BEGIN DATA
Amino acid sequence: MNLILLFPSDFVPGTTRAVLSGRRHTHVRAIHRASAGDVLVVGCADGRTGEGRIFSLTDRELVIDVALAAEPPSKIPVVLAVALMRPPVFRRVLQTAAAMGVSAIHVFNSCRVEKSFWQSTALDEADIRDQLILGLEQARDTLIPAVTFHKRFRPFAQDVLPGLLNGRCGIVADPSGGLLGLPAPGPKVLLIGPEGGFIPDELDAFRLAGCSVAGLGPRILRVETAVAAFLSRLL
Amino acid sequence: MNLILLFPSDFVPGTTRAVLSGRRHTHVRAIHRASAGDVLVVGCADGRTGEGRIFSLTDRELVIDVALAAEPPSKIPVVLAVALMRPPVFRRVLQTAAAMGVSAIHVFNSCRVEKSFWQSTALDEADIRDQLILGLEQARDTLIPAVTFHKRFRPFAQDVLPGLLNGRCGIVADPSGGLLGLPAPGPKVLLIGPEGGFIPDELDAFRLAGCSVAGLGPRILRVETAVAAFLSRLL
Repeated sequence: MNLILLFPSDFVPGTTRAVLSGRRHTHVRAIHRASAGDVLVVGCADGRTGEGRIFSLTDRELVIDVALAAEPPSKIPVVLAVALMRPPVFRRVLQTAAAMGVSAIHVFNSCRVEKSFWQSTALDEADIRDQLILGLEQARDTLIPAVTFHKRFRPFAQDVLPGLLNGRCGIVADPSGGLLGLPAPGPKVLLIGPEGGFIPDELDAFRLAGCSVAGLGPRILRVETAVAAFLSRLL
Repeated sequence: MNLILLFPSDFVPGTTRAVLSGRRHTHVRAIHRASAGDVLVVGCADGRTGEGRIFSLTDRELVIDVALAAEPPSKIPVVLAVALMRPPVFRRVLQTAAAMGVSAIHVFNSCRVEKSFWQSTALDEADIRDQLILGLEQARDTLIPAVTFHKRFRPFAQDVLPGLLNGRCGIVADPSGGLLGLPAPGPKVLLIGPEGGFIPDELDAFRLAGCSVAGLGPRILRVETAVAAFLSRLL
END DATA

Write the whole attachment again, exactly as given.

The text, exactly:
Amino acid sequence: MNLILLFPSDFVPGTTRAVLSGRRHTHVRAIHRASAGDVLVVGCADGRTGEGRIFSLTDRELVIDVALAAEPPSKIPVVLAVALMRPPVFRRVLQTAAAMGVSAIHVFNSCRVEKSFWQSTALDEADIRDQLILGLEQARDTLIPAVTFHKRFRPFAQDVLPGLLNGRCGIVADPSGGLLGLPAPGPKVLLIGPEGGFIPDELDAFRLAGCSVAGLGPRILRVETAVAAFLSRLL
Amino acid sequence: MNLILLFPSDFVPGTTRAVLSGRRHTHVRAIHRASAGDVLVVGCADGRTGEGRIFSLTDRELVIDVALAAEPPSKIPVVLAVALMRPPVFRRVLQTAAAMGVSAIHVFNSCRVEKSFWQSTALDEADIRDQLILGLEQARDTLIPAVTFHKRFRPFAQDVLPGLLNGRCGIVADPSGGLLGLPAPGPKVLLIGPEGGFIPDELDAFRLAGCSVAGLGPRILRVETAVAAFLSRLL
Repeated sequence: MNLILLFPSDFVPGTTRAVLSGRRHTHVRAIHRASAGDVLVVGCADGRTGEGRIFSLTDRELVIDVALAAEPPSKIPVVLAVALMRPPVFRRVLQTAAAMGVSAIHVFNSCRVEKSFWQSTALDEADIRDQLILGLEQARDTLIPAVTFHKRFRPFAQDVLPGLLNGRCGIVADPSGGLLGLPAPGPKVLLIGPEGGFIPDELDAFRLAGCSVAGLGPRILRVETAVAAFLSRLL
Repeated sequence: MNLILLFPSDFVPGTTRAVLSGRRHTHVRAIHRASAGDVLVVGCADGRTGEGRIFSLTDRELVIDVALAAEPPSKIPVVLAVALMRPPVFRRVLQTAAAMGVSAIHVFNSCRVEKSFWQSTALDEADIRDQLILGLEQARDTLIPAVTFHKRFRPFAQDVLPGLLNGRCGIVADPSGGLLGLPAPGPKVLLIGPEGGFIPDELDAFRLAGCSVAGLGPRILRVETAVAAFLSRLL